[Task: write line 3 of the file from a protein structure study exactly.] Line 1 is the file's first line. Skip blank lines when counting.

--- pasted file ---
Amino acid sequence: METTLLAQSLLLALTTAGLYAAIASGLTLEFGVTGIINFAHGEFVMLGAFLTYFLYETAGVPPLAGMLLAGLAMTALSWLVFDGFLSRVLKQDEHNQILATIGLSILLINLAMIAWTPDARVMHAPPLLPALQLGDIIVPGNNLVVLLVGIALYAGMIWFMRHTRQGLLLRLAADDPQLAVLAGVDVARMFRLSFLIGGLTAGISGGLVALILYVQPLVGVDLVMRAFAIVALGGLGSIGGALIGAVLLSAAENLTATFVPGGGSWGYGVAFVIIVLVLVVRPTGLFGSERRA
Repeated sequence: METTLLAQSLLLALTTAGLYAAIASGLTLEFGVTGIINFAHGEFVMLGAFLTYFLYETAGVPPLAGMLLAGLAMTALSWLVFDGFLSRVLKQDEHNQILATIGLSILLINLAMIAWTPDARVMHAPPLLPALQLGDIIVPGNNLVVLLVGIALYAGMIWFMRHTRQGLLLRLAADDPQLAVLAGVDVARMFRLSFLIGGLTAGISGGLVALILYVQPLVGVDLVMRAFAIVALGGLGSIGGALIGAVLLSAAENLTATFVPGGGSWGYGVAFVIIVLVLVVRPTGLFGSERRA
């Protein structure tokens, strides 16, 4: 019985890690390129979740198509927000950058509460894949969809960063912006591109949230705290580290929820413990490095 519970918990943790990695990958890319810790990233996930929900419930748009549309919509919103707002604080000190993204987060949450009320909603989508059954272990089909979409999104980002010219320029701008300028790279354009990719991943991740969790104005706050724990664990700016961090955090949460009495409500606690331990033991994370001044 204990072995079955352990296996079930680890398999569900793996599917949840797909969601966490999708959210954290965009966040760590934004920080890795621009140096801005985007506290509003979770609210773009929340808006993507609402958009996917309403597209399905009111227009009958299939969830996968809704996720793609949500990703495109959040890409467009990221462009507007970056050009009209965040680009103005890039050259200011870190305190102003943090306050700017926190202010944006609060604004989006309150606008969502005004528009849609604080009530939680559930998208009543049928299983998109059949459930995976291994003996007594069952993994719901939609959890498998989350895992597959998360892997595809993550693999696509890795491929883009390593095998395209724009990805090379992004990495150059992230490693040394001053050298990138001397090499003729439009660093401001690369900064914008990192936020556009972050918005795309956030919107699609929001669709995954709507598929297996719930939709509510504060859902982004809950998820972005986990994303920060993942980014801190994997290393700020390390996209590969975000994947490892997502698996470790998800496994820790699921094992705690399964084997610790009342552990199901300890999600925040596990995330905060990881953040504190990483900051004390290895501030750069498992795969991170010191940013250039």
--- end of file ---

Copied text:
């Protein structure tokens, strides 16, 4: 019985890690390129979740198509927000950058509460894949969809960063912006591109949230705290580290929820413990490095 519970918990943790990695990958890319810790990233996930929900419930748009549309919509919103707002604080000190993204987060949450009320909603989508059954272990089909979409999104980002010219320029701008300028790279354009990719991943991740969790104005706050724990664990700016961090955090949460009495409500606690331990033991994370001044 204990072995079955352990296996079930680890398999569900793996599917949840797909969601966490999708959210954290965009966040760590934004920080890795621009140096801005985007506290509003979770609210773009929340808006993507609402958009996917309403597209399905009111227009009958299939969830996968809704996720793609949500990703495109959040890409467009990221462009507007970056050009009209965040680009103005890039050259200011870190305190102003943090306050700017926190202010944006609060604004989006309150606008969502005004528009849609604080009530939680559930998208009543049928299983998109059949459930995976291994003996007594069952993994719901939609959890498998989350895992597959998360892997595809993550693999696509890795491929883009390593095998395209724009990805090379992004990495150059992230490693040394001053050298990138001397090499003729439009660093401001690369900064914008990192936020556009972050918005795309956030919107699609929001669709995954709507598929297996719930939709509510504060859902982004809950998820972005986990994303920060993942980014801190994997290393700020390390996209590969975000994947490892997502698996470790998800496994820790699921094992705690399964084997610790009342552990199901300890999600925040596990995330905060990881953040504190990483900051004390290895501030750069498992795969991170010191940013250039």